I'm sure if you were to buy the used unit with 75k actuations, chances are very good (perhaps 99%) that it'll continue to function like a champ. But if you have bad luck and gets hit by that 1% that it fails prematurely, all repair cost is out-of-pocket expense to you. Same goes with refurbs but at least someone at the factory/service center supposedly has gone through it.

Good luck, whatever decision you make.


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matonanjin
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Sep 27, 2010 14:26 |  #5

Of course it does. Just like miles on a car matter. It is a indicator of amount of use. As he said above, the 7D is rated at 150,000. So if you don't use it day to day for pro use you should have a lot of years of enjoyment.

You might do a search in the "For Sale" forum to get comparable pricing.


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huntersdad
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Sep 27, 2010 15:37 as a reply to  @ matonanjin's post |  #6

Tell us what he's asking for it.

If he's anywhere near new price, then he has it overpriced. In my opinion, being a 1 year old camera (meaning he bought it new when it was released) and having that many actuations on it, I wouldn't pay more than $900 for it, and probably not that much.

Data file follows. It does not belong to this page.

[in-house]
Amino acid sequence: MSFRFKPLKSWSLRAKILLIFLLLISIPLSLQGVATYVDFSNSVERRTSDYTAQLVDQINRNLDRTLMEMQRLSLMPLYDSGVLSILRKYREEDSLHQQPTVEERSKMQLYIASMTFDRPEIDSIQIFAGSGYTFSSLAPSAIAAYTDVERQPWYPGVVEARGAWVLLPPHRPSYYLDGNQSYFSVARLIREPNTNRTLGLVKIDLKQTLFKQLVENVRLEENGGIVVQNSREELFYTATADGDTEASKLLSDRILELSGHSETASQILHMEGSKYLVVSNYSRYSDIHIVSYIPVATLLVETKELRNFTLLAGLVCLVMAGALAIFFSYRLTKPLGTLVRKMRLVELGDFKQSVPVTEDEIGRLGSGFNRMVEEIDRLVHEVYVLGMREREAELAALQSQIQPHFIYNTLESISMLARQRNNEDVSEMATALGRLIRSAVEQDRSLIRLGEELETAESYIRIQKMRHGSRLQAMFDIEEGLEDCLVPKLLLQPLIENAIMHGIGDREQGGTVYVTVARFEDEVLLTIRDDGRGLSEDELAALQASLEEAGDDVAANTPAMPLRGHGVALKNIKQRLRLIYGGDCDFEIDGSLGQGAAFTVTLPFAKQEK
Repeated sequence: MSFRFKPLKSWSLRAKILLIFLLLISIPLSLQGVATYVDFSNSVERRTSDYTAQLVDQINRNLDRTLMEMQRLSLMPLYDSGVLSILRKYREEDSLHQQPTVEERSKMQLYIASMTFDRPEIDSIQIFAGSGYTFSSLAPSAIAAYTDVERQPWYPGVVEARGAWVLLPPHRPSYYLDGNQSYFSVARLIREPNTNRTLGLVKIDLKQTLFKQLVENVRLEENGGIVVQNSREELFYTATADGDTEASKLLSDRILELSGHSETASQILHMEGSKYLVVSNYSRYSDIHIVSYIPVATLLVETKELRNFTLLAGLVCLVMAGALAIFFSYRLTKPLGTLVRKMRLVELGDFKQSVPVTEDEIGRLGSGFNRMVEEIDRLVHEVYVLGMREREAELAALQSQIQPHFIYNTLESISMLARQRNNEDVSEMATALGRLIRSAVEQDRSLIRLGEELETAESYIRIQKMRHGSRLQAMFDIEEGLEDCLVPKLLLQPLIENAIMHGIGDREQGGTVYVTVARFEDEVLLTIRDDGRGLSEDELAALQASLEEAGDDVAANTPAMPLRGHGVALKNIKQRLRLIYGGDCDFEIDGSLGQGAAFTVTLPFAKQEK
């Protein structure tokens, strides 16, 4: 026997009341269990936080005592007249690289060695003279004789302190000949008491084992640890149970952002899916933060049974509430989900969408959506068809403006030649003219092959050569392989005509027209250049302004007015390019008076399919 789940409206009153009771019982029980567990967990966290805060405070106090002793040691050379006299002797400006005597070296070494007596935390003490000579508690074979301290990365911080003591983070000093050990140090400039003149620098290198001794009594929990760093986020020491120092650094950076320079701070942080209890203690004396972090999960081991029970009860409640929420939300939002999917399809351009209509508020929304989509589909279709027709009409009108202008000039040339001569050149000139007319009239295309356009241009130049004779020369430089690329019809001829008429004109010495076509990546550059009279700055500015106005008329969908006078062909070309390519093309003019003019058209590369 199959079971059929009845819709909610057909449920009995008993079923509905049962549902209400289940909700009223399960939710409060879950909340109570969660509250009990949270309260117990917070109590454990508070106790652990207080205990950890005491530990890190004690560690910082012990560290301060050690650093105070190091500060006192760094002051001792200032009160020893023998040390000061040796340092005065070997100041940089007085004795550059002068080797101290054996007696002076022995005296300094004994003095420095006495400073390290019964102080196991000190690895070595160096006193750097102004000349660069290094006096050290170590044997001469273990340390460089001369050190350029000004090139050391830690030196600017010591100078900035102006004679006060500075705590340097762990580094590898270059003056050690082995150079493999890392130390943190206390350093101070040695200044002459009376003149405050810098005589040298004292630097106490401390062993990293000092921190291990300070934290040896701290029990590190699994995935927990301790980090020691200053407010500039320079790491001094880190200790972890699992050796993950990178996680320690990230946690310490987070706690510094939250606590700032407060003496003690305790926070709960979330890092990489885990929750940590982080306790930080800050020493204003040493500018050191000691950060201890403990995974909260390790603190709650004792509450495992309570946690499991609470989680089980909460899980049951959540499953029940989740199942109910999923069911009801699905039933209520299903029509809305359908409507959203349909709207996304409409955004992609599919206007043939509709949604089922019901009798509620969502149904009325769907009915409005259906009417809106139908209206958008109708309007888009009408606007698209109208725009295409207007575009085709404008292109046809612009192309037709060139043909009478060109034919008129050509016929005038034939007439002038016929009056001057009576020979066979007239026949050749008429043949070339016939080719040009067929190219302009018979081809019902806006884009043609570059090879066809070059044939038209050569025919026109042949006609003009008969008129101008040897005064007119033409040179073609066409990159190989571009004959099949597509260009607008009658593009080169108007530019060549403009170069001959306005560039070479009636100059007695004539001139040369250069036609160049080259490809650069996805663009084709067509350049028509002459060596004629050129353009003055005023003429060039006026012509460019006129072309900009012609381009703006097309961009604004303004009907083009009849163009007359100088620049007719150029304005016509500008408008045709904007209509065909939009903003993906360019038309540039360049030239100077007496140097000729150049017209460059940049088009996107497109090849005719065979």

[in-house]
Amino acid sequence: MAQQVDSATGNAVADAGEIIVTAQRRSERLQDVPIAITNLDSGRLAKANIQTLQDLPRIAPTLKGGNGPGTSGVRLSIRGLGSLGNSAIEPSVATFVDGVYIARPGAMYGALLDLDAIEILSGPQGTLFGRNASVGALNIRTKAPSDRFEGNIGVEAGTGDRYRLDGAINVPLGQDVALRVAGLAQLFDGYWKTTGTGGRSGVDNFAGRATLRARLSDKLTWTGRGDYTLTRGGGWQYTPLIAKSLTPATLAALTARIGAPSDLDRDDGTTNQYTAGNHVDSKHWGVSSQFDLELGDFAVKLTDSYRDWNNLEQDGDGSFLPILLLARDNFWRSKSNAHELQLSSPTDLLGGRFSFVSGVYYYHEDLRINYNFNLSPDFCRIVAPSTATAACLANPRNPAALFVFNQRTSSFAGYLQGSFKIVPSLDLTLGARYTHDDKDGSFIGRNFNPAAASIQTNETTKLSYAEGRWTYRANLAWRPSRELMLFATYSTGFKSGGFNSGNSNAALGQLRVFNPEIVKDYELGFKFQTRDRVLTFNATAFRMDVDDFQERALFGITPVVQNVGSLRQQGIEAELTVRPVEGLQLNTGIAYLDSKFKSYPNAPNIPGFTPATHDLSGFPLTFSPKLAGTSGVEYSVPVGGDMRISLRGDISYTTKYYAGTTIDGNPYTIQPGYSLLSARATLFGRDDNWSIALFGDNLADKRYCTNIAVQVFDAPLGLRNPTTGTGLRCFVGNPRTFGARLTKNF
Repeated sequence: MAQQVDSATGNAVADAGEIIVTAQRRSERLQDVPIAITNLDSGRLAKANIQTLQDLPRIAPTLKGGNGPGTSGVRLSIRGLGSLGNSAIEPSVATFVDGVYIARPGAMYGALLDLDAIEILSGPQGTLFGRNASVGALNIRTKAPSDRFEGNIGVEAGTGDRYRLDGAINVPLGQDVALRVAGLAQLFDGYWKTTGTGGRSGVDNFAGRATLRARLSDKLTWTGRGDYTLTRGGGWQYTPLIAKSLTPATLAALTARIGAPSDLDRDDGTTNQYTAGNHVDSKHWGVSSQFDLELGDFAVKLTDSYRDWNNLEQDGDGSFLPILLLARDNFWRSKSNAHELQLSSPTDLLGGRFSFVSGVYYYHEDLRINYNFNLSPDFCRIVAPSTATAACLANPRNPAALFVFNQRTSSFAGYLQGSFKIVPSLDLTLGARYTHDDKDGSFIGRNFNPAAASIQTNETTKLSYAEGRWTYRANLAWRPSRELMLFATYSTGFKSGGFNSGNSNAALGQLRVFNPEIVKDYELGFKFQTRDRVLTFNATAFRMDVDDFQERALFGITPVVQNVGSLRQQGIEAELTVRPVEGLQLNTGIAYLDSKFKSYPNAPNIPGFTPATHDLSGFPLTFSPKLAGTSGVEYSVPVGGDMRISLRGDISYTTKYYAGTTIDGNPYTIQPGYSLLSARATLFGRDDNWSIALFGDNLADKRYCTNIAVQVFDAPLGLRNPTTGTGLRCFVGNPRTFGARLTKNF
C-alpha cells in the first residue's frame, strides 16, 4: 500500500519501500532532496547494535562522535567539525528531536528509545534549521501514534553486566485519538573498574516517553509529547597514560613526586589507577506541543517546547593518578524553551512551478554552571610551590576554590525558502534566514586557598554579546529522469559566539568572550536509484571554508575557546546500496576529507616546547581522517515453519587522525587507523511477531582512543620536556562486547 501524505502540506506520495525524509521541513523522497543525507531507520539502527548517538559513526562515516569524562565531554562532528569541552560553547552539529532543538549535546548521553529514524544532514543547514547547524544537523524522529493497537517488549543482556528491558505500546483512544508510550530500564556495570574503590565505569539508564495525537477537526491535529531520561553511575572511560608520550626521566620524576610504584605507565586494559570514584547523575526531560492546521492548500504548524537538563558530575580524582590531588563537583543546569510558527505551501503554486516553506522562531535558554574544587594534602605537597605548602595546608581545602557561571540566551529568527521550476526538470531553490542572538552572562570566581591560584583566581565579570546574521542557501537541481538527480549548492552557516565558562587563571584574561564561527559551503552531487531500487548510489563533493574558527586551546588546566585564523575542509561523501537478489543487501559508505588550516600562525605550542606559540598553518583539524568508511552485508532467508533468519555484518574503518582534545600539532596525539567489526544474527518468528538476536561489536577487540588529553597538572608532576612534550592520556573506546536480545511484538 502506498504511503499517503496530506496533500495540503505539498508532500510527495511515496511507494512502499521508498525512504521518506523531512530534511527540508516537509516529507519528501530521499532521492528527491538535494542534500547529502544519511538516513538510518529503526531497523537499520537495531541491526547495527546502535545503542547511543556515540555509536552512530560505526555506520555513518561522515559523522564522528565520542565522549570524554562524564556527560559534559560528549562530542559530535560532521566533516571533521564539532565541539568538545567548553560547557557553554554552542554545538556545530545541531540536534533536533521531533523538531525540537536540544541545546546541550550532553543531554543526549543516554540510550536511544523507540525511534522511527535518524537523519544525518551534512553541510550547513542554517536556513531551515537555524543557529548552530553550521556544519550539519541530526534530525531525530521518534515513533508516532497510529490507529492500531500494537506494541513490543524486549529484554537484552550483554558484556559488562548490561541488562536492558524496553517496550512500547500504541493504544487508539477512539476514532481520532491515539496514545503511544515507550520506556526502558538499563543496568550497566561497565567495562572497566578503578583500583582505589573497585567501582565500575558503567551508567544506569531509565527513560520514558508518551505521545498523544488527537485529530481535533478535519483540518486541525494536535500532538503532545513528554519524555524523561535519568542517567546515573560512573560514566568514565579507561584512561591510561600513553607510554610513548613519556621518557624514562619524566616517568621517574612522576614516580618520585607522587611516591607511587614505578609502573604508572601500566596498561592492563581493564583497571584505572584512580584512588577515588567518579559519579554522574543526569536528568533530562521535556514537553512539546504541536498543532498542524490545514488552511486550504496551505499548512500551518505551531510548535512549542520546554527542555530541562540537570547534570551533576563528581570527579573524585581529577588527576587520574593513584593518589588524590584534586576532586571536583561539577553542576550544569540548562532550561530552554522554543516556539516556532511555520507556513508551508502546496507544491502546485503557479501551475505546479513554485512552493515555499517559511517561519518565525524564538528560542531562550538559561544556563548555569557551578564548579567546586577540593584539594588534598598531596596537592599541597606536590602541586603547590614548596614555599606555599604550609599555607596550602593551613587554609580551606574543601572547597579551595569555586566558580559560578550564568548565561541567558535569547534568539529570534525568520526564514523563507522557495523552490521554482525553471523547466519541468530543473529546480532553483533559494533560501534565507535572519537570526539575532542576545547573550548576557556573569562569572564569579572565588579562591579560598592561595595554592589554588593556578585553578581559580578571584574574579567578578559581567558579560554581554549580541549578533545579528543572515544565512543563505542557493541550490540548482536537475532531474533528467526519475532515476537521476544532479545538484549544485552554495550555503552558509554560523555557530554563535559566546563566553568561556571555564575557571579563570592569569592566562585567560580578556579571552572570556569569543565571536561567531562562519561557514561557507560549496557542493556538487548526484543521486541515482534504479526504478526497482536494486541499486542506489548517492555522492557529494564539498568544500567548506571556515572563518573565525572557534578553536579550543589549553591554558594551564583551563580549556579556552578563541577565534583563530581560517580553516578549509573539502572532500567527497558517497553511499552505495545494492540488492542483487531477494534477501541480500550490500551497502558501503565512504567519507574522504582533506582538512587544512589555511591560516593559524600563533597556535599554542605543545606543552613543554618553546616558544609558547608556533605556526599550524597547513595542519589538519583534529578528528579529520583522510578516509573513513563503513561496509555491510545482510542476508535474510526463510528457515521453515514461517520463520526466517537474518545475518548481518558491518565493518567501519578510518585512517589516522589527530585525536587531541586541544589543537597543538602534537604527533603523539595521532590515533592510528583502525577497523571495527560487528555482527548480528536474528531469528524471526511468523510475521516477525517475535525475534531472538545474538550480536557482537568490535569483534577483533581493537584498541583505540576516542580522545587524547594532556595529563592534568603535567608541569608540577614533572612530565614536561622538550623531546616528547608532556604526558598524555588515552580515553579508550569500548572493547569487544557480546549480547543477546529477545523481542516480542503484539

Here's why: you buy it for $900 with 75k on the shutter. At 100k, shutter fails and has to be replaced to the tune of $300. You now have $1200 in a camera with 100k on everything but the shutter. Had you used that same $1200, you could have come close to new and have a camera with 25k on the shutter.

Your thoughts may vary but this is how I look at things.


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Airedale1
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Sep 27, 2010 16:19 |  #7

Welcome to the forum! And as stated above, just think of the number of actuations as you would miles on a car's engine. It's not a perfect analogy, but it's a pretty damn good one.:cool:


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applecat
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Sep 27, 2010 17:20 |  #8

Thank you all for the quick replies. I am waiting on answers from the seller. I estimate that I take about 18-20,000 shots per year. (BTW, is there an "odometer" to track the total lifetime clicks - or does it just turn over every 999?). It didn't jump out at me from the manual.